Error-free quantum computing gets real
(VerveTimes) A team led by Thomas Monz of the Department of Experimental Physics at the University of Innsbruck and Markus Müller of RWTH Aachen University and Forschungszentrum Jülich in Germany has now succeeded for the first time in realizing a set of computational operations on two logical quantum bits that can be used to implement any possible operation. IQT-News summarizes the team’s findings and its implications.
“For a real-world quantum computer, we need a universal set of gates with which we can program all algorithms,” explains Lukas Postler, an experimental physicist from Innsbruck.
The physicists have now demonstrated all the building blocks for fault-tolerant computing on a quantum computer. The task now is to implement these methods on larger and hence more useful quantum computers. The methods demonstrated in Innsbruck on an ion trap quantum computer can also be used on other architectures for quantum computers.
The team of researchers implemented this universal gate set on an ion trap quantum computer featuring 16 trapped atoms. The quantum information was stored in two logical quantum bits, each distributed over seven atoms. For the first time, it has been possible to implement two computational gates on these fault-tolerant quantum bits, which are necessary for a universal set of gates: a computational operation on two quantum bits (a CNOT gate) and a logical T gate, which is particularly difficult to implement on fault-tolerant quantum bits.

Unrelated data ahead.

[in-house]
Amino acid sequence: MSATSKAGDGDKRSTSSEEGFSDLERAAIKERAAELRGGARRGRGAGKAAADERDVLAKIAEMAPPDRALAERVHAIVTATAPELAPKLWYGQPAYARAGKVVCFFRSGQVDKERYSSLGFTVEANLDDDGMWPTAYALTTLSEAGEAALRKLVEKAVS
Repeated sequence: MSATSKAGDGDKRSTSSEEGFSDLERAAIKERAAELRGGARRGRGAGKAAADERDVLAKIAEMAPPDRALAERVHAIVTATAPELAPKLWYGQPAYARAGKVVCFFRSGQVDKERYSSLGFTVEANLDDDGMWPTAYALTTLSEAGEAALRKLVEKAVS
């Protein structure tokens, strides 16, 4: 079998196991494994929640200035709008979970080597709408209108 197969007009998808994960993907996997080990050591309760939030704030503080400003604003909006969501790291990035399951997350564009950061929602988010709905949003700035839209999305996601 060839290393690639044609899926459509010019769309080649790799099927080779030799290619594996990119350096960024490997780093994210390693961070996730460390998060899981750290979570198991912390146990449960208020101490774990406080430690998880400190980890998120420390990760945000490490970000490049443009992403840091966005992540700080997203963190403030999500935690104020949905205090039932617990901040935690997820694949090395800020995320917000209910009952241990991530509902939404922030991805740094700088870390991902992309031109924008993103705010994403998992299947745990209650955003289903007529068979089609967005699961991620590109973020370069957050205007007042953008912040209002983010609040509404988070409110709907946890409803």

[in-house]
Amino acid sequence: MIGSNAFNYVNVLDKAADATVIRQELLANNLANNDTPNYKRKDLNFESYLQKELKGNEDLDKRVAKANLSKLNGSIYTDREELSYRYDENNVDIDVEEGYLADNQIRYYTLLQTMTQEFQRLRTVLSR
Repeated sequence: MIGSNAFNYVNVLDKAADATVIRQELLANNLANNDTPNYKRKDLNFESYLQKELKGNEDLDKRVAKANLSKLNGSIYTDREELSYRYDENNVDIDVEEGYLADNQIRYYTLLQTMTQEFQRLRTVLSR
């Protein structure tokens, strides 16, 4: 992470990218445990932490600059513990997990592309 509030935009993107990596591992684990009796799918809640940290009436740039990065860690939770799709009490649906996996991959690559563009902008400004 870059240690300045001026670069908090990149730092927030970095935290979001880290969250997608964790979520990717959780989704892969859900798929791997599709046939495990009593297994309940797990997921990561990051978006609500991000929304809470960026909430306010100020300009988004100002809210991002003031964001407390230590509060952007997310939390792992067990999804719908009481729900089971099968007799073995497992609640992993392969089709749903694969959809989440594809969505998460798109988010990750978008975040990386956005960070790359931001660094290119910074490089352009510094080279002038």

“T gates are very fundamental operations,” explains theoretical physicist Markus Müller. “They are particularly interesting because quantum algorithms without T gates can be simulated relatively easily on classical computers, negating any possible speed-up. This is no longer possible for algorithms with T gates.” The physicists demonstrated the T-gate by preparing a special state in a logical quantum bit and teleporting it to another quantum bit via an entangled gate operation.
Sandra K. Helsel, Ph.D. has been researching and reporting on frontier technologies since 1990. She has her Ph.D. from the University of Arizona.